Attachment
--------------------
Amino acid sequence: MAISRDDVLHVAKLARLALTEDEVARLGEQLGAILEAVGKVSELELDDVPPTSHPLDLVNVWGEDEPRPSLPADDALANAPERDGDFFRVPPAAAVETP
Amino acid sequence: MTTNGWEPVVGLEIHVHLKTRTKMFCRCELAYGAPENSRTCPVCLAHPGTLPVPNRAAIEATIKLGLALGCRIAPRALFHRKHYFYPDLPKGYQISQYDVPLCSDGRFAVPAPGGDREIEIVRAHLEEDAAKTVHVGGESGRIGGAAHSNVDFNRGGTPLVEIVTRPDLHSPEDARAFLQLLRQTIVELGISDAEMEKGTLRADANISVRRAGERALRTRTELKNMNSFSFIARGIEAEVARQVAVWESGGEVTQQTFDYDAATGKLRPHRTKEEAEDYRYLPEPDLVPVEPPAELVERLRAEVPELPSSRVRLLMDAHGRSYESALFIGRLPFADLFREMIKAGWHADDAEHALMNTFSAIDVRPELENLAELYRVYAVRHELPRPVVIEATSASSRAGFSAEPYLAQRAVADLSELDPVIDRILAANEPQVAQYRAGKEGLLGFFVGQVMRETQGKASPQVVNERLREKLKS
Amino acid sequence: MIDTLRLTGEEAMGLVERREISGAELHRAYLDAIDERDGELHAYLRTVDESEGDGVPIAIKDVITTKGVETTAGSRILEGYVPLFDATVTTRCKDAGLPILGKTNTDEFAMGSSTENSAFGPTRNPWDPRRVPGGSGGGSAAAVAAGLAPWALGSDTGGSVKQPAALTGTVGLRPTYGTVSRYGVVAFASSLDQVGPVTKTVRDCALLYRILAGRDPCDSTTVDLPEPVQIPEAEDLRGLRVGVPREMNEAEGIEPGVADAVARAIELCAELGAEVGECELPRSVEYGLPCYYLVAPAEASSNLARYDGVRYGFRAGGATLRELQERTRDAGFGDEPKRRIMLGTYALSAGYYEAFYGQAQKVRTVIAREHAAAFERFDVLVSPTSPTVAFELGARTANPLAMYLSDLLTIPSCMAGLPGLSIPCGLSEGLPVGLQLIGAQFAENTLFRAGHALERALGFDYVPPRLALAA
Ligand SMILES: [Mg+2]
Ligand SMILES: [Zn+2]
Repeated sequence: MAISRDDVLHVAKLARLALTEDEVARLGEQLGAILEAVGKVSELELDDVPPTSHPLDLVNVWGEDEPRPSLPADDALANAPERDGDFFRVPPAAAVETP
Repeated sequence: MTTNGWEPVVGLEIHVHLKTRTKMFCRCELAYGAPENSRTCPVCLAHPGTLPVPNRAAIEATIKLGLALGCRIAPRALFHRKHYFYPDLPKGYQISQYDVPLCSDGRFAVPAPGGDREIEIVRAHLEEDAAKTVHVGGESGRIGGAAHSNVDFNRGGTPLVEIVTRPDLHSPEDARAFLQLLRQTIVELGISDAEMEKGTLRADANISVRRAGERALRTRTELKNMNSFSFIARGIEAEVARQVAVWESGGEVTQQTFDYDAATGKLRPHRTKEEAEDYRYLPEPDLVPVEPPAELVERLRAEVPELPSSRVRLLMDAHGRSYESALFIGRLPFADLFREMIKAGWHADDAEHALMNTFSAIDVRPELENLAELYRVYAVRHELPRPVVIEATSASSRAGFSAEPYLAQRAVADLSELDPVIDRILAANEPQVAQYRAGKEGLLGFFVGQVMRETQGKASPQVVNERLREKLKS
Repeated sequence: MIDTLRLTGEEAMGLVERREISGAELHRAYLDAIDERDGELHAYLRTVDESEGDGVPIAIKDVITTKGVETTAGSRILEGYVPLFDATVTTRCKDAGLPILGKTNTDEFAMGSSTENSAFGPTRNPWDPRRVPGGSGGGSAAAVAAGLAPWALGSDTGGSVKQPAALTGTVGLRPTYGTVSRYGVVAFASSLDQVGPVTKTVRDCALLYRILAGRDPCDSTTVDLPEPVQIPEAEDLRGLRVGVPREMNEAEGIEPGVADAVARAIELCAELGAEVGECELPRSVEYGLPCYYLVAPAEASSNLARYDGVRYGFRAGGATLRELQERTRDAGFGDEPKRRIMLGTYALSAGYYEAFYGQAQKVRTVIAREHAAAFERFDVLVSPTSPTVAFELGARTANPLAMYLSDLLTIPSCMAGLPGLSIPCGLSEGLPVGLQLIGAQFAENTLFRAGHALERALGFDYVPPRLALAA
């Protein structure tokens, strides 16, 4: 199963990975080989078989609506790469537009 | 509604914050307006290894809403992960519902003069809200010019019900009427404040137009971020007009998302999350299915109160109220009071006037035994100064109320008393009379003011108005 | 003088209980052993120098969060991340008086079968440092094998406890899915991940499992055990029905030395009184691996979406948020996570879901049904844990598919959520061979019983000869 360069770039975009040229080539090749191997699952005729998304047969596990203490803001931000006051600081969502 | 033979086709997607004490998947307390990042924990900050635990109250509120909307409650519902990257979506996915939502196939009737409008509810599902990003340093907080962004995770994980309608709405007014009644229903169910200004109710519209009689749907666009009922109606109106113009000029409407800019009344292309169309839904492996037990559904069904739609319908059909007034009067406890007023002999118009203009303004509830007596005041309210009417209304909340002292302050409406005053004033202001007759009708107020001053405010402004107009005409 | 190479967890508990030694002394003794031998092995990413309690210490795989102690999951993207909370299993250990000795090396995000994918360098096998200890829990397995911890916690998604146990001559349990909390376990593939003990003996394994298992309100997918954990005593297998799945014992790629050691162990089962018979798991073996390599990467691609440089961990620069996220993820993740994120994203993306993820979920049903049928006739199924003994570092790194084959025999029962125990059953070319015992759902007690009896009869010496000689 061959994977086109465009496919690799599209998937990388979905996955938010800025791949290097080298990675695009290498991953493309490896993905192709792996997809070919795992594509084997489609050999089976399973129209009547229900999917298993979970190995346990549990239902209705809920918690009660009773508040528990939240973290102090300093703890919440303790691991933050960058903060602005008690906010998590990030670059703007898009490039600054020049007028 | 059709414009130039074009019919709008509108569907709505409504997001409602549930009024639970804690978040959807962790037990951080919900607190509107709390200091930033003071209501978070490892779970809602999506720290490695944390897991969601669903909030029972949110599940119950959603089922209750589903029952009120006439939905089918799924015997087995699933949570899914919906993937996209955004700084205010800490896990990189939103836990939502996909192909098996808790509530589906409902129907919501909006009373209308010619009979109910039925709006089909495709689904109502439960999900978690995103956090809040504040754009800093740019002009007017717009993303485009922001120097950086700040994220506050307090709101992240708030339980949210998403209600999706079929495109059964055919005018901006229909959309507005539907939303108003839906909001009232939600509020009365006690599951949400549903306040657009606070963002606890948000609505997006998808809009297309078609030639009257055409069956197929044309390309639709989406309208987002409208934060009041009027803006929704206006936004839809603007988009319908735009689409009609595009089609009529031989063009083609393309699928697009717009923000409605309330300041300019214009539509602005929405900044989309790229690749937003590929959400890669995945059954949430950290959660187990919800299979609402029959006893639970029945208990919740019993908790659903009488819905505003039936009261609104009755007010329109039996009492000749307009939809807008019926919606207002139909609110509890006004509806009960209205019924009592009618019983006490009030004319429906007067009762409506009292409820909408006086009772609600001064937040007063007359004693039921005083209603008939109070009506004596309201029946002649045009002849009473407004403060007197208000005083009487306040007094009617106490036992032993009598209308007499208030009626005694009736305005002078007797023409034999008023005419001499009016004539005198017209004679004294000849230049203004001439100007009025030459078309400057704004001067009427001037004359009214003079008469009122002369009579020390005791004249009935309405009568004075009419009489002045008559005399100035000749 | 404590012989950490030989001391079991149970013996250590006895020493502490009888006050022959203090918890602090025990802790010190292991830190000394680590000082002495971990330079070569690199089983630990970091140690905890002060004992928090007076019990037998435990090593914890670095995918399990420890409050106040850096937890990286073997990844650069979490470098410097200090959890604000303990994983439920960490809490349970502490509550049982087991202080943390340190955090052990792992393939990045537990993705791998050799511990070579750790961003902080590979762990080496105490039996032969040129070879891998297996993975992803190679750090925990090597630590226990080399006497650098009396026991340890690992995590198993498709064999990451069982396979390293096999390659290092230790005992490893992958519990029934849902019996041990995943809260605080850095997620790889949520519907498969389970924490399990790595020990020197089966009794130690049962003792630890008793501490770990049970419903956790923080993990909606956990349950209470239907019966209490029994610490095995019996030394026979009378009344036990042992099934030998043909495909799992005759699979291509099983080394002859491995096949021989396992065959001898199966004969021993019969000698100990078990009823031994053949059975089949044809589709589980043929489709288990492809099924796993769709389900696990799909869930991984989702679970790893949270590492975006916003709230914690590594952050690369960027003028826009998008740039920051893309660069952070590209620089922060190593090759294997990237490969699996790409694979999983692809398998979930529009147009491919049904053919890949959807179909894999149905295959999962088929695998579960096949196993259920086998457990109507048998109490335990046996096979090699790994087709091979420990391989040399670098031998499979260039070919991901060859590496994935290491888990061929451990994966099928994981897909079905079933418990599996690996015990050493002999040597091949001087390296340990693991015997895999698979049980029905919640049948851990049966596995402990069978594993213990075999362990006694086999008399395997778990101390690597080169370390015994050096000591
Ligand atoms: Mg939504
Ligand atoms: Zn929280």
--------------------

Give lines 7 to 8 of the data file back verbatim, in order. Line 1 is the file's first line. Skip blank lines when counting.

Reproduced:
Repeated sequence: MTTNGWEPVVGLEIHVHLKTRTKMFCRCELAYGAPENSRTCPVCLAHPGTLPVPNRAAIEATIKLGLALGCRIAPRALFHRKHYFYPDLPKGYQISQYDVPLCSDGRFAVPAPGGDREIEIVRAHLEEDAAKTVHVGGESGRIGGAAHSNVDFNRGGTPLVEIVTRPDLHSPEDARAFLQLLRQTIVELGISDAEMEKGTLRADANISVRRAGERALRTRTELKNMNSFSFIARGIEAEVARQVAVWESGGEVTQQTFDYDAATGKLRPHRTKEEAEDYRYLPEPDLVPVEPPAELVERLRAEVPELPSSRVRLLMDAHGRSYESALFIGRLPFADLFREMIKAGWHADDAEHALMNTFSAIDVRPELENLAELYRVYAVRHELPRPVVIEATSASSRAGFSAEPYLAQRAVADLSELDPVIDRILAANEPQVAQYRAGKEGLLGFFVGQVMRETQGKASPQVVNERLREKLKS
Repeated sequence: MIDTLRLTGEEAMGLVERREISGAELHRAYLDAIDERDGELHAYLRTVDESEGDGVPIAIKDVITTKGVETTAGSRILEGYVPLFDATVTTRCKDAGLPILGKTNTDEFAMGSSTENSAFGPTRNPWDPRRVPGGSGGGSAAAVAAGLAPWALGSDTGGSVKQPAALTGTVGLRPTYGTVSRYGVVAFASSLDQVGPVTKTVRDCALLYRILAGRDPCDSTTVDLPEPVQIPEAEDLRGLRVGVPREMNEAEGIEPGVADAVARAIELCAELGAEVGECELPRSVEYGLPCYYLVAPAEASSNLARYDGVRYGFRAGGATLRELQERTRDAGFGDEPKRRIMLGTYALSAGYYEAFYGQAQKVRTVIAREHAAAFERFDVLVSPTSPTVAFELGARTANPLAMYLSDLLTIPSCMAGLPGLSIPCGLSEGLPVGLQLIGAQFAENTLFRAGHALERALGFDYVPPRLALAA